Why don't more rationalists start startups?

by adamzerner 6 min read20th Jan 201499 comments


My motivation behind this post stems from Aumann's agreement theorem. It seems that my opinions on startups differ from most of the rationality community, so I want to share my thoughts, and hear your thoughts, so we could reach a better conclusion.

I think that if you're smart and hard working, there's a pretty good chance that you achieve financial independence within a decade of the beginning of your journey to start a startup. And that's my conservative estimate.

"Achieve financial independence" only scratches the surface of the benefits of succeeding with a startup. If you're an altruist, you'll get to help a lot of other people too. And making millions of dollars will also allow you the leverage you need to make riskier investments with much higher expected values, allowing you to grow your money quickly so you could do more good.

A lot of this is predicated on my belief that you have a good chance at succeeding if you're smart and hardworking, so let me explain why I think this.


Along the lines of reductionism, "success with a startup" is an outcome (I guess we could define success as a $5-10M exit in under 10 years). And outcomes consist of their components. My argument consists of breaking the main outcome into it's components, and then arguing that the components are all likely enough for the main outcome to be likely.

I think that the 4 components are:

  1. Devise an idea for a product that creates demand.
  2. Build it.
  3. Market and sell it.
  4. Things run smoothly (some might call this luck).

The Idea

Your idea has to be for a product or service (I'll just say product to keep things simple) that creates demand, and can be met profitably. In other words, make something people want (this article spells it out pretty well).

What could go wrong?

  • Failure to think specifically about benefits. These articles explain what I mean by this better than I could.
  • Failure to understand customers. To put yourself in their minds and understand what it is that they do and don't want. This is distinct from the first bullet point. You could have a specific benefit in mind, but be wrong about whether it's something your customer really wants (or about how badly they want it).
  • Failure to research competitors. Maybe you came up with a great idea, but it turns out that it exists already.
The big issue here is the first bullet point. As spelled out by Eliezer's article, people are horrible at thinking specifically about the benefits that their idea will bring customers. They're horrible at moving down the ladder of abstraction. They think more along the lines of "we connect people" instead of "we let you talk to your friends". Even YC applicants (probably the best startup accelerator in the world) suffer from this problem immensely. I think that this problem is the single biggest cause of failure for startups. (They say that 90% of startups fail? Well >99% of people can't think concretely.) However, I think that it's something that could be avoided with willpower, reading the LessWrong sequences, and taking some time to practice your new habit.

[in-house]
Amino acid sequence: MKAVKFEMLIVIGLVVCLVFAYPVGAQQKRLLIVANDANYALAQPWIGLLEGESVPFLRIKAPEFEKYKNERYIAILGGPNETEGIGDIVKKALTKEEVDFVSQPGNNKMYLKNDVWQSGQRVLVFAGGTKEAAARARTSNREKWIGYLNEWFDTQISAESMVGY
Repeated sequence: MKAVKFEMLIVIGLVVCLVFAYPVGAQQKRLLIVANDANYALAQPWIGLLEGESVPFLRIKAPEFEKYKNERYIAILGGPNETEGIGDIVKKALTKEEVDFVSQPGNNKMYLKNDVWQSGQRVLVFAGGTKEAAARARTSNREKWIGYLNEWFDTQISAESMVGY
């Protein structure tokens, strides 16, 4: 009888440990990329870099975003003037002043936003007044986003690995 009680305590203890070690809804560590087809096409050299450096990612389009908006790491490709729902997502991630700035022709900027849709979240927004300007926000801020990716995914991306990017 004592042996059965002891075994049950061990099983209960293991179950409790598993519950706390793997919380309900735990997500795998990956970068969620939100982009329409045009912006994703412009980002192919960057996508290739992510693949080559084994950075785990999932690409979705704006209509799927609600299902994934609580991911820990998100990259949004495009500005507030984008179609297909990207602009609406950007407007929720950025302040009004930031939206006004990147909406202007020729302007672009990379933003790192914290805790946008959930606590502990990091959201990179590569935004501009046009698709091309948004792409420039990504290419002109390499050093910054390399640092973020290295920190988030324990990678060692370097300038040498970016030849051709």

The second bullet point shouldn't be too hard, once your thinking becomes specific. And the third one is mostly a matter of taking a few days to do some research.

Build It

What I mean by 'build it' is pretty straightforward: take that idea you had, and make it real.

What could go wrong?
  • Our society doesn't have the technological or scientific progress necessary to build the product. For example, I have an idea for a machine that teleports you from one place to another. Unfortunately, we as a society aren't at a point where someone could build that.
  • You personally don't have the skills to build it.
  • You don't work hard enough. Maybe you try, and find that you don't have the willpower. Maybe you try, find that you do have the willpower, but realize that the amount of work it take isn't worth it to you.
  • You can't find people with the skills to work on it with you (cofounders).
  • You can't raise money from investors to hire people to help you build it.
  • The people you work with/hire aren't good enough to build the product you envisioned.
There's probably other things that could go wrong that I can't think of, but I think this is enough to work with for now.

First bullet point: you really just have to avoid unfeasible ideas. Doesn't sound too hard. I guess this could be a problem for someone at the forefront of their field, trying to push the boundaries, but who makes an error in judging what's buildable. However, I think that there's plenty of ideas that don't run you this risk.

Second bullet point: if you don't have the skills, then get them. There's plenty of resources available to learn. For one, it only takes a couple months to get the skills you'll need to build a decent website. Or you could invest more time to study something like engineering or design, which will increase your options of what ideas you could build.

Third bullet point: if you don't have willpower, it'll be pretty tough to succeed. Possible, but pretty tough. I don't recommend trying.

Fourth bullet point: thats just another thing that limits the ideas you could build successfully. Some ideas you can't build without a cofounder/cofounders, and some you can. Finding a cofounder shouldn't be too difficult though.